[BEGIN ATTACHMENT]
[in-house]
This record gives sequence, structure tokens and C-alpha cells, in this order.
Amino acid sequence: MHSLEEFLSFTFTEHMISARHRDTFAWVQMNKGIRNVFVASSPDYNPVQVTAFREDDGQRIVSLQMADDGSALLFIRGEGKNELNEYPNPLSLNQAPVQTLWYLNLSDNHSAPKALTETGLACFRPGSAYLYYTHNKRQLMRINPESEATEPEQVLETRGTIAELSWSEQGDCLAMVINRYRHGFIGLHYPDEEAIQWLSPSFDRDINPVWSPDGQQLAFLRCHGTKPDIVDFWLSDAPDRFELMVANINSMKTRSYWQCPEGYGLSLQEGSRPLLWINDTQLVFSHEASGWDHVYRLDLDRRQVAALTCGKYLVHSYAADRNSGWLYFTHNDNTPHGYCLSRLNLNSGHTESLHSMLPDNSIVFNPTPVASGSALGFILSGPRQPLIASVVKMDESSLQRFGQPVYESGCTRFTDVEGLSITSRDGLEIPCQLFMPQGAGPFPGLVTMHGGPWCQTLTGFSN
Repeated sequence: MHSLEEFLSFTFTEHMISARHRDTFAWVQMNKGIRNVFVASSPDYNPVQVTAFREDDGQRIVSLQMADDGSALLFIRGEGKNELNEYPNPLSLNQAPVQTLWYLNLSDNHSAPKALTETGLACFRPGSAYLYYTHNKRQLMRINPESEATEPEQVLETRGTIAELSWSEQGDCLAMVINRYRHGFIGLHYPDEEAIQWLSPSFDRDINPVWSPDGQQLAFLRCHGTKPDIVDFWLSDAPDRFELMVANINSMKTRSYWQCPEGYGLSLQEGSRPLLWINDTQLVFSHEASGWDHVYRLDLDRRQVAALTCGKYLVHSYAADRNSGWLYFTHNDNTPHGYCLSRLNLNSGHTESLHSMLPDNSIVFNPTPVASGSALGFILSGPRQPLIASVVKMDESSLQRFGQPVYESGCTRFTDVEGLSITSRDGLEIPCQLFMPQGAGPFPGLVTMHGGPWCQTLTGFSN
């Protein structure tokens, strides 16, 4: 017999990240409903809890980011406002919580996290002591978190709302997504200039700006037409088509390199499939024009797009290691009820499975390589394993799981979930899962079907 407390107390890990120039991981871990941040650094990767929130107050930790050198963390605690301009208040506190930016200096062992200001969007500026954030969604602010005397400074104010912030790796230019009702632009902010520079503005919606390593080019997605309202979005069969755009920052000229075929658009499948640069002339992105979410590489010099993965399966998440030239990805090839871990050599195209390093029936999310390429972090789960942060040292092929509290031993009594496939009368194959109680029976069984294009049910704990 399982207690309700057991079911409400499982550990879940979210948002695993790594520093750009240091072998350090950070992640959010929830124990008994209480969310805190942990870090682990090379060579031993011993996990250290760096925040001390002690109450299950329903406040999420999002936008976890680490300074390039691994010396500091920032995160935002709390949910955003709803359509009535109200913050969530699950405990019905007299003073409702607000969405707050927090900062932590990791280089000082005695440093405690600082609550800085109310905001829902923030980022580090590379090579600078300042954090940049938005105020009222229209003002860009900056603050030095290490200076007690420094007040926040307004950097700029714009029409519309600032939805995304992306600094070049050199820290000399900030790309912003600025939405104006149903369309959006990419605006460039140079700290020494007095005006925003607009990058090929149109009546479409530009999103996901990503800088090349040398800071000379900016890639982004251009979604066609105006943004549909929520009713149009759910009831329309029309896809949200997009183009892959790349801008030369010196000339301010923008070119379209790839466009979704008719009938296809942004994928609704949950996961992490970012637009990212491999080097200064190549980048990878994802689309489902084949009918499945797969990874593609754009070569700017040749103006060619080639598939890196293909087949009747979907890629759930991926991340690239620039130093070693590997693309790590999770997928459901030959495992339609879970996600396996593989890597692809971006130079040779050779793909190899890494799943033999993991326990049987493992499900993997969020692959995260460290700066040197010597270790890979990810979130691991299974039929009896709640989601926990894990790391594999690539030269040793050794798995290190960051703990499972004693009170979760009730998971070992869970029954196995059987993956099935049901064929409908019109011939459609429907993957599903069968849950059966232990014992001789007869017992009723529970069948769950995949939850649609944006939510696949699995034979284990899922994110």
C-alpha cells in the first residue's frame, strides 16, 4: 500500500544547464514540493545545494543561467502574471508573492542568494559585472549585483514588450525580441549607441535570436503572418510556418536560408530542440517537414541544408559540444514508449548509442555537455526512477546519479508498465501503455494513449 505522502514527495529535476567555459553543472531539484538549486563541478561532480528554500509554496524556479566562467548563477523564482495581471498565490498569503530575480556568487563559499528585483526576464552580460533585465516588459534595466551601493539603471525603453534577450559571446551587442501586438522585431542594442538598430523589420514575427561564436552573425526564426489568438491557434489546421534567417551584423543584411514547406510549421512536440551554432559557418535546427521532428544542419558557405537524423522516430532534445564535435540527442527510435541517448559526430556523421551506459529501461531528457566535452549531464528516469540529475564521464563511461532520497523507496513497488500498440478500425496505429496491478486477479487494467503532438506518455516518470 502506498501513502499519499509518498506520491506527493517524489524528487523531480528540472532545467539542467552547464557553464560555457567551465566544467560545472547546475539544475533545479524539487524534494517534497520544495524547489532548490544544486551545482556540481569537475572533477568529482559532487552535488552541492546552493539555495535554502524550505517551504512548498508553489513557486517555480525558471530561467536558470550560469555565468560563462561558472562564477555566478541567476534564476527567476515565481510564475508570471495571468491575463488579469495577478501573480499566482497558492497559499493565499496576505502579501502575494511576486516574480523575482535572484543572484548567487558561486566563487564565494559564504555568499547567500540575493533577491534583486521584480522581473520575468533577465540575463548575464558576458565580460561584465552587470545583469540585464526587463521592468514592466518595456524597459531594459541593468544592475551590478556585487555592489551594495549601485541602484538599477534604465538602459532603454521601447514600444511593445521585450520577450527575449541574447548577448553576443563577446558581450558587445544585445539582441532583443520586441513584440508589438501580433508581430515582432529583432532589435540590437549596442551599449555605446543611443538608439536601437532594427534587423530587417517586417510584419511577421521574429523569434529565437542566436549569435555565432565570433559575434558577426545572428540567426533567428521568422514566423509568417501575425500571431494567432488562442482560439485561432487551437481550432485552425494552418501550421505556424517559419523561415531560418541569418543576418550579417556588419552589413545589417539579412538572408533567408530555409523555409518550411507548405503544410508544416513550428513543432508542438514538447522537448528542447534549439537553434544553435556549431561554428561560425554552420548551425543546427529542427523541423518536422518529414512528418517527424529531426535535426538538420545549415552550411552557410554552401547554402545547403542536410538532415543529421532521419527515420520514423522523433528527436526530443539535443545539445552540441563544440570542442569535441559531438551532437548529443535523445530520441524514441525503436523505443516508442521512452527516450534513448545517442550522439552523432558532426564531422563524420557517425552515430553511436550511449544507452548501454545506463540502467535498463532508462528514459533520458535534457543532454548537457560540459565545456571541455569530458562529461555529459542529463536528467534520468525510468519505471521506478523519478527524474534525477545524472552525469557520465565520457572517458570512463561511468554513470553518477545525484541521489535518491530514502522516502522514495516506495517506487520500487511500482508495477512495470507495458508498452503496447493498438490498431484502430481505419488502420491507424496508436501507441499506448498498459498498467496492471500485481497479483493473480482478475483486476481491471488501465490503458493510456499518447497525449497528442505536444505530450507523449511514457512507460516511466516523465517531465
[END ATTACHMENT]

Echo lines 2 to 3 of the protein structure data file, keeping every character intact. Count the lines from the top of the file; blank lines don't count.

This record gives sequence, structure tokens and C-alpha cells, in this order.
Amino acid sequence: MHSLEEFLSFTFTEHMISARHRDTFAWVQMNKGIRNVFVASSPDYNPVQVTAFREDDGQRIVSLQMADDGSALLFIRGEGKNELNEYPNPLSLNQAPVQTLWYLNLSDNHSAPKALTETGLACFRPGSAYLYYTHNKRQLMRINPESEATEPEQVLETRGTIAELSWSEQGDCLAMVINRYRHGFIGLHYPDEEAIQWLSPSFDRDINPVWSPDGQQLAFLRCHGTKPDIVDFWLSDAPDRFELMVANINSMKTRSYWQCPEGYGLSLQEGSRPLLWINDTQLVFSHEASGWDHVYRLDLDRRQVAALTCGKYLVHSYAADRNSGWLYFTHNDNTPHGYCLSRLNLNSGHTESLHSMLPDNSIVFNPTPVASGSALGFILSGPRQPLIASVVKMDESSLQRFGQPVYESGCTRFTDVEGLSITSRDGLEIPCQLFMPQGAGPFPGLVTMHGGPWCQTLTGFSN